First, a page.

Positive Racial Identity Development in Early Education
Learn About P.R.I.D.E.
P.R.I.D.E. helps parents, caregivers, educators, and community leaders learn about the many ways race impacts young children, as well as helping them understand the importance of discussing race with young children. We provide them with various learning opportunities, including: trainings for educators and artists, Parent Village sessions for Black children, and art festivals created to immerse young Black children in a space designed to celebrate them. Research and evaluation is also built into P.R.I.D.E. to regularly assess program components.
what does p.r.i.d.e. stand for?
P.R.I.D.E. stands for Positive Racial Identity Development in Early Education. The P.R.I.D.E. program helps Black children feel good about their skin color and proud of their heritage by reaching the important adults in their life: parents, caregivers, educators, and community leaders. P.R.I.D.E. provides these people with the knowledge and skills necessary to talk to young children about their race and history.
is p.r.i.d.e. part of the university of Pittsburgh?
Yes. P.R.I.D.E. is part of the Office of Child Development, which implements community programs throughout the region. The Office of Child Development is part of the University of Pittsburgh School of Education.
What does p.r.i.d.e. do?
P.R.I.D.E. helps parents, educators, professionals, and the community at-large understand how race impacts children and provides them with resources to enhance their ability to talk to children about race. The components include: Parent Village, Pop Up Mini Art Festivals, Speaker Series, Professional Development, and Research and Evaluation.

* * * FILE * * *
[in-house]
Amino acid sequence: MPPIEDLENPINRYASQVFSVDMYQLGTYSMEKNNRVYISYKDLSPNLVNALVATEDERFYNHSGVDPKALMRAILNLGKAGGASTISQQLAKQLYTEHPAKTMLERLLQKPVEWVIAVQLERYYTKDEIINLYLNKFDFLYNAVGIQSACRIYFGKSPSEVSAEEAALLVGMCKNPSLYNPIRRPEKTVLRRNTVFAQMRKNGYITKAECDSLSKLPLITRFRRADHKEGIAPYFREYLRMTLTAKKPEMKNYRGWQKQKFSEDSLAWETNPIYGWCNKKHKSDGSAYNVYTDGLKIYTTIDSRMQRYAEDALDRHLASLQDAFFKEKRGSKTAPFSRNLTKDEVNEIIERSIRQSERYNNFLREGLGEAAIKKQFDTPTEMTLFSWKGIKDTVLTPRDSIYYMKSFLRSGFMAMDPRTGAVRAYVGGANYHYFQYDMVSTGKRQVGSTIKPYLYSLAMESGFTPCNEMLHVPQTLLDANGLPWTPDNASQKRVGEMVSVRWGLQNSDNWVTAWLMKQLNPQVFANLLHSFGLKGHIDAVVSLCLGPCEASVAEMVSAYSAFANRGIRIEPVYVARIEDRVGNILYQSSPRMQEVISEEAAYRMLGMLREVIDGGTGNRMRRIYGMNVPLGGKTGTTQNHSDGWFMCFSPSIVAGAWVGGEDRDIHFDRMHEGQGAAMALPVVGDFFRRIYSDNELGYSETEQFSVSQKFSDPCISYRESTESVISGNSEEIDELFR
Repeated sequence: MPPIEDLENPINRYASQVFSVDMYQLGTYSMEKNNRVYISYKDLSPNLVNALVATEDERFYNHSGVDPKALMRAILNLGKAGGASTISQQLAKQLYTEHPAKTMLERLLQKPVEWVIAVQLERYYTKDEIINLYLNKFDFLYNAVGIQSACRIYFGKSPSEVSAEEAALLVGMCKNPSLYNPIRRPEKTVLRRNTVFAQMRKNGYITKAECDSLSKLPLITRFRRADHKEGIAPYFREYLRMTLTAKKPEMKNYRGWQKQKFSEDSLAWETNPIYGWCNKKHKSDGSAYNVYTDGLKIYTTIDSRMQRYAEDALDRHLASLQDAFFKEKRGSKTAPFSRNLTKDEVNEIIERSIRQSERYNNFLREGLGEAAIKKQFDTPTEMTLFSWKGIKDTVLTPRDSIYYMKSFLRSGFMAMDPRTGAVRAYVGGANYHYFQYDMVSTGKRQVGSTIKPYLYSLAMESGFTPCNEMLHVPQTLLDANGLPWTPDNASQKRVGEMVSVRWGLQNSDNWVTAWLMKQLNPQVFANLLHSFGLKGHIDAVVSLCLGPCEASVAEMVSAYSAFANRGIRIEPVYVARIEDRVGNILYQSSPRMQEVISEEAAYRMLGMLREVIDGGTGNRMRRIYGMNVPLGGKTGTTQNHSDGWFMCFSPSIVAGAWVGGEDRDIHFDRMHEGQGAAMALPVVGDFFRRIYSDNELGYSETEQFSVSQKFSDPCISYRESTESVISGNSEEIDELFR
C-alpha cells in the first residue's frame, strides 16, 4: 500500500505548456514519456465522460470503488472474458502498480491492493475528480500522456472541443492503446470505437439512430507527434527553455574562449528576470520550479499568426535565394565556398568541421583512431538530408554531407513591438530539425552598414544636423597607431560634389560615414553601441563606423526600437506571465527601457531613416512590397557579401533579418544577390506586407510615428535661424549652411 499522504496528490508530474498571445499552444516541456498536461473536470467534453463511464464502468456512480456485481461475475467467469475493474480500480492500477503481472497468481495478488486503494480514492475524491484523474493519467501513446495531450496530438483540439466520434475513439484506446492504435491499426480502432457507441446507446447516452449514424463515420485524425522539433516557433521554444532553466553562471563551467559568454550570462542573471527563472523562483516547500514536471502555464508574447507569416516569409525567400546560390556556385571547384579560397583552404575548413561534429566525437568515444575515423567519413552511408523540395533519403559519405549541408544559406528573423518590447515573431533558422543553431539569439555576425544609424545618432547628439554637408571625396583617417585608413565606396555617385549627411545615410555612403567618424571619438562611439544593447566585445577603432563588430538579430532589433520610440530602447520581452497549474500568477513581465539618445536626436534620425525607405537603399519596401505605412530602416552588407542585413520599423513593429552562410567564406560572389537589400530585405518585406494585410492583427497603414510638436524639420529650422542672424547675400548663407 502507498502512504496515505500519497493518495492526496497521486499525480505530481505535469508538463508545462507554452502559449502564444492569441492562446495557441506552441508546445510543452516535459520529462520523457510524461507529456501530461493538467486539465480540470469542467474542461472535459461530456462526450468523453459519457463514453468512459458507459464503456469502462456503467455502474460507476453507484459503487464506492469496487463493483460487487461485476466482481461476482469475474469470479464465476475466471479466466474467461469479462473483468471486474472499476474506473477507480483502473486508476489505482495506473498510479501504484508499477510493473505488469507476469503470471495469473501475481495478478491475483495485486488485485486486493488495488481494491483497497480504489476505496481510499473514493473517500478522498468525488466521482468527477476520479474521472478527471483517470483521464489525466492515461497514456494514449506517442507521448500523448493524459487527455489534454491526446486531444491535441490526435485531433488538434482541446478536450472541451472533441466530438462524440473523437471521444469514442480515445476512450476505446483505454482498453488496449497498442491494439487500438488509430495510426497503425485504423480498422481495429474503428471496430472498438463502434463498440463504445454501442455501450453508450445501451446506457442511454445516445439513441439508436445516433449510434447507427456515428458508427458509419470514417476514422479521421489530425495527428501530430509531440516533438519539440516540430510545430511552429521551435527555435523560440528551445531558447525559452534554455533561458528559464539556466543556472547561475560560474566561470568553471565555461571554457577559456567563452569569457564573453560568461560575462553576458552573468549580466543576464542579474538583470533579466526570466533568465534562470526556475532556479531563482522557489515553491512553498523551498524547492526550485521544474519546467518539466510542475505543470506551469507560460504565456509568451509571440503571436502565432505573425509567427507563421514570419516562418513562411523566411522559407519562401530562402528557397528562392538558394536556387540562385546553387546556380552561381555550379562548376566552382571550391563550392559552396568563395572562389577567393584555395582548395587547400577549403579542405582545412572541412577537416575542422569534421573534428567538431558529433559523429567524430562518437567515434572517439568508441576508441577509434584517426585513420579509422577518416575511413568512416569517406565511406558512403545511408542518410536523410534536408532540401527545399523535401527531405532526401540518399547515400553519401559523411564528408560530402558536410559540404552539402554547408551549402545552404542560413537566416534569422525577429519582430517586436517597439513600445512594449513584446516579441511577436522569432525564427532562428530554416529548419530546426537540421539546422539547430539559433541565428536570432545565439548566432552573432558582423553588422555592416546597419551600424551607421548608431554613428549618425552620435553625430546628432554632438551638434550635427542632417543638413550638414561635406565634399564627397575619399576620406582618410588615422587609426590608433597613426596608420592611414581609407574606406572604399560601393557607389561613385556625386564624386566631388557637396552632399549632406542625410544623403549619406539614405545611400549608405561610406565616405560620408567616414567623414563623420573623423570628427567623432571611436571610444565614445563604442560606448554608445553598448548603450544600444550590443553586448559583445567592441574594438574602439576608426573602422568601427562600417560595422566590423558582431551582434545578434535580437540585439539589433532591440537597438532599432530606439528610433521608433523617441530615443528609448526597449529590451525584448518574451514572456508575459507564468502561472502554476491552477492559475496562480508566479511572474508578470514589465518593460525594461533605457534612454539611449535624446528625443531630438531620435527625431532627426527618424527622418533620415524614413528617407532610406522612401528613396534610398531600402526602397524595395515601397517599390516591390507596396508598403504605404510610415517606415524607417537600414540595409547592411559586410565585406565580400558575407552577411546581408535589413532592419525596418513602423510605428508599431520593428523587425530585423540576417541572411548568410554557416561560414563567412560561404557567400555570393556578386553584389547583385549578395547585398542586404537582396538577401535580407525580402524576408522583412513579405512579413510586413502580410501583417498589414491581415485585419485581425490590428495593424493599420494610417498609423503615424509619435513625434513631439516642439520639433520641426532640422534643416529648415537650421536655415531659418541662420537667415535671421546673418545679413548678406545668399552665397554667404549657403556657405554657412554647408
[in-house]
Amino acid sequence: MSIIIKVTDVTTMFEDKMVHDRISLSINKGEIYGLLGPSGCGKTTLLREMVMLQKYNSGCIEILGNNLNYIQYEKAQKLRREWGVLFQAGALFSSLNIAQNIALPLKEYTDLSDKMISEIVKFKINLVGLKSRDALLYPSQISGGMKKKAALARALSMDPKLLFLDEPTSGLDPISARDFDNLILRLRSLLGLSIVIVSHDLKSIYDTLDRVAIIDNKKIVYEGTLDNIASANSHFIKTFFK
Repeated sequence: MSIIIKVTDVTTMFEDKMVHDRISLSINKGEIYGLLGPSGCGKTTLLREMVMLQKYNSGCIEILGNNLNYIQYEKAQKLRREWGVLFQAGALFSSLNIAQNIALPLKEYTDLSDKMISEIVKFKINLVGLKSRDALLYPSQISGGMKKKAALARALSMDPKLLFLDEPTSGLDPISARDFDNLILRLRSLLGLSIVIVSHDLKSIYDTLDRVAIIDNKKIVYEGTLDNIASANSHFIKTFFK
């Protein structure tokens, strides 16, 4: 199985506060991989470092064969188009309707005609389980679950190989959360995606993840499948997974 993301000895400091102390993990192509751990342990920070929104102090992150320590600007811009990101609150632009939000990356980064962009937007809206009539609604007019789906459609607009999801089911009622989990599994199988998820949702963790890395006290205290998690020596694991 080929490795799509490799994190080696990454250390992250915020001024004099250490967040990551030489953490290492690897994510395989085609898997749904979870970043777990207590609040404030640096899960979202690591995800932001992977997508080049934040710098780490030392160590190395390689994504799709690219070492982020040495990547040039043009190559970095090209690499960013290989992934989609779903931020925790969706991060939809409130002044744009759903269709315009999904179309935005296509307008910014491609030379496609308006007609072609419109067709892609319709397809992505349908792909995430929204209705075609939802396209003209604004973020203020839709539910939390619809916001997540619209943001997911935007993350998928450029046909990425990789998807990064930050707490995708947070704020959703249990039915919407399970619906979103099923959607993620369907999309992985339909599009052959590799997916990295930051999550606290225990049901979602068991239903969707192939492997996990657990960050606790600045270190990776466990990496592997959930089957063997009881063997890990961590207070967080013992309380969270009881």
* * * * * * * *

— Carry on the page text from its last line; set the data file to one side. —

Do kids really notice race?
The short answer? Yes. Children as young as three months old begin to notice when someone has a skin color that differs from that of their parents’ or primary caretaker’s. For more information about on race and children, click here for P.R.I.D.E. research.
Is this just for black children?
Our focus currently is on Black children, but we fully recognize that all children should feel good about how they look, their history, and their culture. We do have hopes of expanding to do work that includes children of other races as the size and scope of P.R.I.D.E. continues to grow.
DOES P.R.I.D.E. DO WORK IN OTHER NEIGHBORHOODS?
At the moment, P.R.I.D.E. work exists in the neighborhoods of East Liberty, Homewood, and the Hill District in Pittsburgh. However, the P.R.I.D.E. Speaker Series offer opportunities for communities across the region to learn more about the intersection of race and young children. The P.R.I.D.E. model can extend to other areas as well. Learn how to host a Pop Up Mini Art Festival in your neighborhood with this guide.
Can i help or volunteer with P.R.I.D.E.?
Our Pop Up Mini Art Festivals and Speaker Series require a dedicated team of volunteers, and we are always looking for enthusiastic people to help. If you are interested, please fill out this form or email RacePRIDE@Pitt.edu.